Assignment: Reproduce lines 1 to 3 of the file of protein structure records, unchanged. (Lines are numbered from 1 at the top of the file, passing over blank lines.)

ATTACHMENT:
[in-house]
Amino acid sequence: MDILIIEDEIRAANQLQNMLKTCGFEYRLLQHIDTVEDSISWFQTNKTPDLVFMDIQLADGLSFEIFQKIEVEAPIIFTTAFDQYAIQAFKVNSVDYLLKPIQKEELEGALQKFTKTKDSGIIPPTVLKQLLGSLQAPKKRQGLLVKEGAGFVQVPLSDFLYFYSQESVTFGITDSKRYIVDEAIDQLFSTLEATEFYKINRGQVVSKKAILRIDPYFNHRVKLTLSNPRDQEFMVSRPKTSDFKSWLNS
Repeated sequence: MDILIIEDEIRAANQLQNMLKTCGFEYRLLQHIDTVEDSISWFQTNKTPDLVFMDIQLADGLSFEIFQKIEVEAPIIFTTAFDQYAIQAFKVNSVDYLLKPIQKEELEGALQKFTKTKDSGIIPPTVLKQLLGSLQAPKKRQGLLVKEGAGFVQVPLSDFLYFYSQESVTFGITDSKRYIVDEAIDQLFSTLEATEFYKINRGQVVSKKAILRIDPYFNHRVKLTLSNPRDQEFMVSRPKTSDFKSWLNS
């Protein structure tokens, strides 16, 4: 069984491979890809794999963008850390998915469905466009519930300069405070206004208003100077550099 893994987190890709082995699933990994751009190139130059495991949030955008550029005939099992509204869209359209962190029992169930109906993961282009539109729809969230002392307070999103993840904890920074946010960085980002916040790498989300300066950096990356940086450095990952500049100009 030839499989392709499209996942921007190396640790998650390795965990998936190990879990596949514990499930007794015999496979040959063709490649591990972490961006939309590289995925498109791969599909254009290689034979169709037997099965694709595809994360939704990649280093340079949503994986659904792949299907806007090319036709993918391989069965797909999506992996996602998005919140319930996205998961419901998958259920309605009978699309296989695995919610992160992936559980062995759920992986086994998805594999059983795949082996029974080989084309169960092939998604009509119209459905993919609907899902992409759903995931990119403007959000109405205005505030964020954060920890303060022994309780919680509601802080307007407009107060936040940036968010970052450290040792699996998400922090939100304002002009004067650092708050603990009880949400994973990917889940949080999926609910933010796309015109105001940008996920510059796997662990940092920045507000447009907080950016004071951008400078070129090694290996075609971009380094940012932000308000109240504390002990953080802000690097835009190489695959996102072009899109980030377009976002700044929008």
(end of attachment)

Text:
[in-house]
Amino acid sequence: MDILIIEDEIRAANQLQNMLKTCGFEYRLLQHIDTVEDSISWFQTNKTPDLVFMDIQLADGLSFEIFQKIEVEAPIIFTTAFDQYAIQAFKVNSVDYLLKPIQKEELEGALQKFTKTKDSGIIPPTVLKQLLGSLQAPKKRQGLLVKEGAGFVQVPLSDFLYFYSQESVTFGITDSKRYIVDEAIDQLFSTLEATEFYKINRGQVVSKKAILRIDPYFNHRVKLTLSNPRDQEFMVSRPKTSDFKSWLNS
Repeated sequence: MDILIIEDEIRAANQLQNMLKTCGFEYRLLQHIDTVEDSISWFQTNKTPDLVFMDIQLADGLSFEIFQKIEVEAPIIFTTAFDQYAIQAFKVNSVDYLLKPIQKEELEGALQKFTKTKDSGIIPPTVLKQLLGSLQAPKKRQGLLVKEGAGFVQVPLSDFLYFYSQESVTFGITDSKRYIVDEAIDQLFSTLEATEFYKINRGQVVSKKAILRIDPYFNHRVKLTLSNPRDQEFMVSRPKTSDFKSWLNS